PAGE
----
Strong vs Weak Currencies

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Strong and Weak DataOne of the best, most profitable methods you can use to trade the Forex market successfully is by waiting until you can identify currencies which are particularly strong or weak, and then make sure that you only take trades where you are going long of one of the currencies which you have identified as strong and short of one of the currencies which you have identified as weak.

Obviously the first step here is to identify currencies as strong or weak. The most important thing here is to be ready to not trade at all if there are no currencies which fit your criteria for strength or weakness. If you try to force trades every day using this kind of trading strategy, you will lose money for sure.

How to identify whether there are any strong or weak currencies today? My preferred method is to look at the price. If the price of the most important pairs related to one currency are all making 50-day highs or lows, that is a sign of strength (or weakness). For example, let’s say EUR/GBP is making a new 50-day low, while GBP/USD and GBP/JPY are making new 50-day highs. This is a clear sign that the British Pound is a very strong currency. Of course, you could factor in other consideration to your assessment, such as whether a currency’s central bank is tending to tighten or loosen monetary policy.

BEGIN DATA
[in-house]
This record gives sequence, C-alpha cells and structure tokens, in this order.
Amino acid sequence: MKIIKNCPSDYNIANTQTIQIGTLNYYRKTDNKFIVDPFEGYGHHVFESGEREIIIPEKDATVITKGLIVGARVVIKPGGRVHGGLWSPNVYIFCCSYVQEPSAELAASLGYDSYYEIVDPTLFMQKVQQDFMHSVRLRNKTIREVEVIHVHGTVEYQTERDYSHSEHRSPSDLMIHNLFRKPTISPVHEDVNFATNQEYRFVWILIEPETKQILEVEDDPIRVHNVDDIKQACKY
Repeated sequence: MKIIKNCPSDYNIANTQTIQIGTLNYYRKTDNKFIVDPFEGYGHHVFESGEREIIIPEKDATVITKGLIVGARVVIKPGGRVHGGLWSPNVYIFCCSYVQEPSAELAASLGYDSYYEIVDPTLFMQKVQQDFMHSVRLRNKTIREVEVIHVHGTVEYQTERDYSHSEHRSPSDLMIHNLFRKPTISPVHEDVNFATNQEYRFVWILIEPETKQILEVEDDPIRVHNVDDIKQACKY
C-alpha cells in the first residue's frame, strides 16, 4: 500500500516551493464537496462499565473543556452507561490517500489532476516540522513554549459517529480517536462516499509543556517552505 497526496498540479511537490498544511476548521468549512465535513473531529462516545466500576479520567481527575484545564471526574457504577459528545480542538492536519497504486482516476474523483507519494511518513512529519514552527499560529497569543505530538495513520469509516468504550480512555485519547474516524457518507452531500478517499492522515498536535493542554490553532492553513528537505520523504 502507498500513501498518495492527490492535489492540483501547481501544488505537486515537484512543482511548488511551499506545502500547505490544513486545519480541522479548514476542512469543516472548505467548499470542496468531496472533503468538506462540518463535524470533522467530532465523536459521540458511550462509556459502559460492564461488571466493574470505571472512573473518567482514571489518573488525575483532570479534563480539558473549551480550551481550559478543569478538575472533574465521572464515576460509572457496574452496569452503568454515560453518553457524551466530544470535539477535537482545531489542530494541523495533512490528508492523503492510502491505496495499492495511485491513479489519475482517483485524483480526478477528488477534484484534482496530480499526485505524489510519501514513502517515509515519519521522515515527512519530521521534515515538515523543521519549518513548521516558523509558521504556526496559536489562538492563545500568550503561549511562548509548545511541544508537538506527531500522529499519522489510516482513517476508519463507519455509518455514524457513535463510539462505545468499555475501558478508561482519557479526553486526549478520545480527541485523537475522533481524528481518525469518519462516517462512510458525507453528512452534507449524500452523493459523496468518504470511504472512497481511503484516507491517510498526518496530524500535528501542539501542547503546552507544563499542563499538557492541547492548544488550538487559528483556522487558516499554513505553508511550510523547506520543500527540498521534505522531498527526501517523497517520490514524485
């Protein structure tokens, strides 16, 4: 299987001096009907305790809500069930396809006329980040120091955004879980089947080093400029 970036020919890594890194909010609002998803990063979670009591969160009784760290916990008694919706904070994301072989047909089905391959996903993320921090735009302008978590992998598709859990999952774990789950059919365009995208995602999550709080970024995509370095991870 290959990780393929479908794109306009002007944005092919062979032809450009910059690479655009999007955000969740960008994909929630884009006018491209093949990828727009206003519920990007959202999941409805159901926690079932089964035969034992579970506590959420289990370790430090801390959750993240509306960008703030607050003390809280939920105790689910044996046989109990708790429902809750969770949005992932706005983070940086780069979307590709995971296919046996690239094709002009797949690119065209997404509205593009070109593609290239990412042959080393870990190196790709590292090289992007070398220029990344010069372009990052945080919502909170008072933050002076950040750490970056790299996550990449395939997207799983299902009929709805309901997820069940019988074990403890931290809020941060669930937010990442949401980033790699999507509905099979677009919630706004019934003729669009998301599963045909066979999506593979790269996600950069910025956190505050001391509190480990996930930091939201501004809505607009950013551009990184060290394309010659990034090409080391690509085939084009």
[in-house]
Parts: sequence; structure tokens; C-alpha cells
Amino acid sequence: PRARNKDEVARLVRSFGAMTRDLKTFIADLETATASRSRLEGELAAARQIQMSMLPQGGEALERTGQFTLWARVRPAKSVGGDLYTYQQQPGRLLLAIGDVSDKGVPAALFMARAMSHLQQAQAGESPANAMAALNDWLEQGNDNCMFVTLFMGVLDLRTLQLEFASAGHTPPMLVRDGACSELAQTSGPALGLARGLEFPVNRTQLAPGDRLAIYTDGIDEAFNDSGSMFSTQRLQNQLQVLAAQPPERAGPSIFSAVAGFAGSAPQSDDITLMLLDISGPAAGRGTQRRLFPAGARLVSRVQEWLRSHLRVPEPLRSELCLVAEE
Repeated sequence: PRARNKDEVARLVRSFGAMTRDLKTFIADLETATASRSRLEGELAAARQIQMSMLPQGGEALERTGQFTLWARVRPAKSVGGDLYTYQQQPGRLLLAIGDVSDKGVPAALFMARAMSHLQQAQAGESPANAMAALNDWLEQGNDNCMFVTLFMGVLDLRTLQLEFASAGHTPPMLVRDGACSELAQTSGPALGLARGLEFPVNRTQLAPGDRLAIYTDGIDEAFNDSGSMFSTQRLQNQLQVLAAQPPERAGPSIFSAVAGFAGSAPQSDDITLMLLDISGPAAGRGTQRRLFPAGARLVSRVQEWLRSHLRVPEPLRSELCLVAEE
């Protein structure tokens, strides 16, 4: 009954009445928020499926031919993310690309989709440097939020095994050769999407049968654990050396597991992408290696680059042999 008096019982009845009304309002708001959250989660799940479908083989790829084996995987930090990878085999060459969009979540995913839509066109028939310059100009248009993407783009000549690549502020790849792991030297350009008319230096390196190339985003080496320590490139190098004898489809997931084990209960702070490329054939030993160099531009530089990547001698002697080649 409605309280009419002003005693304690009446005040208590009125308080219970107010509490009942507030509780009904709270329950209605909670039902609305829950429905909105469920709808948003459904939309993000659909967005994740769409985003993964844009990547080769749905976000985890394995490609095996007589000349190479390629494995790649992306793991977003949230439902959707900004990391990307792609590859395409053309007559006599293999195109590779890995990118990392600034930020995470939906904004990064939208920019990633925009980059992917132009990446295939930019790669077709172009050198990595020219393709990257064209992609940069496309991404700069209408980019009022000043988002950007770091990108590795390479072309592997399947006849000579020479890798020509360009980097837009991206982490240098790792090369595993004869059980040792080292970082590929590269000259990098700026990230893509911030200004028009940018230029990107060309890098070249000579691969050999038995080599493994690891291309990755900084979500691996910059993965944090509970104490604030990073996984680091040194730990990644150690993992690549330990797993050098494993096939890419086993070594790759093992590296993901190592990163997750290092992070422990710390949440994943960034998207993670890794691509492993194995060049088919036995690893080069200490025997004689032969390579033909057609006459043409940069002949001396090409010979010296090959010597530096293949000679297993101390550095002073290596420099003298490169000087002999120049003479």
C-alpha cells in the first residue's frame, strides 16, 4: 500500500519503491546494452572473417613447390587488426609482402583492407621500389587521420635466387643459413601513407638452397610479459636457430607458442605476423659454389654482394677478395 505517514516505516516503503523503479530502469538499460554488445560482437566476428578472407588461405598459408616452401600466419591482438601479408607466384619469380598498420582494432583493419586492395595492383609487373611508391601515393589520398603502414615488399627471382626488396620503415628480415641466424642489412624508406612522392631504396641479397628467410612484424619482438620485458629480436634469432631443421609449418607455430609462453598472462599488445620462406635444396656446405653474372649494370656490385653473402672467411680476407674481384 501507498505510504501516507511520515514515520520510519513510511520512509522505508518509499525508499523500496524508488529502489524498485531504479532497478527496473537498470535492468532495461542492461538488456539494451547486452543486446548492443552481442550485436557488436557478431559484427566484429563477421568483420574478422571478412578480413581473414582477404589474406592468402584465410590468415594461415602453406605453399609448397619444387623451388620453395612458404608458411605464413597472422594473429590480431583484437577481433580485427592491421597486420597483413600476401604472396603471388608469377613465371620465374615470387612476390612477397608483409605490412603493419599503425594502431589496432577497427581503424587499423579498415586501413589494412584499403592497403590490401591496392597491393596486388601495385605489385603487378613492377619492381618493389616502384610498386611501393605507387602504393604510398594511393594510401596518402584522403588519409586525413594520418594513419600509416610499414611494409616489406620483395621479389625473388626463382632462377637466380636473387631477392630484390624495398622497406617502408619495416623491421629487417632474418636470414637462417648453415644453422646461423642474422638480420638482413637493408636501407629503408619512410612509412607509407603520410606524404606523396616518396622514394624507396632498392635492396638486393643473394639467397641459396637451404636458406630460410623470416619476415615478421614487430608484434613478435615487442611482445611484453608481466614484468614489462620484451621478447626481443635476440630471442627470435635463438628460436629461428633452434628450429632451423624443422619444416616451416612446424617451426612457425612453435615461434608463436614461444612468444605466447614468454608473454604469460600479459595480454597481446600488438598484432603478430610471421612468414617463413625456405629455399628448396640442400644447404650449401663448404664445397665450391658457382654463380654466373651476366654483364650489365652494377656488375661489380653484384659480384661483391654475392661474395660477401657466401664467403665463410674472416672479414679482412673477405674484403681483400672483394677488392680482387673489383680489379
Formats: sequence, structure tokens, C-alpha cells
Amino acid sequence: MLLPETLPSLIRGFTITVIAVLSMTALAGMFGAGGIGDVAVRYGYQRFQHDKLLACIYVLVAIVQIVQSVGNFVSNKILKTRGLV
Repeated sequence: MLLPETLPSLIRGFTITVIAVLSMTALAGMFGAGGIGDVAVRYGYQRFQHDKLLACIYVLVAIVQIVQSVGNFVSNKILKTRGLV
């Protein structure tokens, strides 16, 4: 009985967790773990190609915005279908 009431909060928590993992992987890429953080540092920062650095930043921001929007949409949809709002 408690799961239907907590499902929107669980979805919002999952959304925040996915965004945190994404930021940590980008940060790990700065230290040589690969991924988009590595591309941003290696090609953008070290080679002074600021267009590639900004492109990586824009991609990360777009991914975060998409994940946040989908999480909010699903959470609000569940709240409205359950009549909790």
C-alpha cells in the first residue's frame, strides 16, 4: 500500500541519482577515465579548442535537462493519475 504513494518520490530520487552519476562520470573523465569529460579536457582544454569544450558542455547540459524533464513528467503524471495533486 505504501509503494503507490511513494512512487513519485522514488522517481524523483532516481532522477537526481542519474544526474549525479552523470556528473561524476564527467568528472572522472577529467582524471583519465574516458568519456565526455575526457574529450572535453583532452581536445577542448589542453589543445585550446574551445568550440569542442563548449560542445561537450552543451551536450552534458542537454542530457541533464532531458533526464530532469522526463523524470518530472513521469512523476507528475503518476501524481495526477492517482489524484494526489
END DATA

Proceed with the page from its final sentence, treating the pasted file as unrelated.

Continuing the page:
Let’s apply this to the situation today. The GBP/USD currency pair made a new 50-day low close yesterday. This also happened in the EUR/GBP and GBP/JPY currency crosses. So, with the GBP making new long-term lows against its major trading partners, clearly the GBP is a weak currency.

Something very similar is happening to the Australian Dollar, although the AUD/NZD currency cross is now making only a 30-day low, so maybe the GBP is slightly weaker than the AUD.

What about strong currencies? Using the same method, you would have to say either the USD or the JPY. The JPY made a new 50-day high against the USD just a few days ago, so it could make sense to use both these currencies as the strong currency to hedge against fluctuations in the USD/JPY rate.

This would leave the target currency pairs and crosses as short GBP/JPY and GBP/USD, plus AUD/JPY and AUD/USD.

Adam is a Forex trader who has worked within financial markets for over 12 years, including 6 years with Merrill Lynch. He is certified in Fund Management and Investment Management by the U.K. Chartered Institute for Securities & Investment.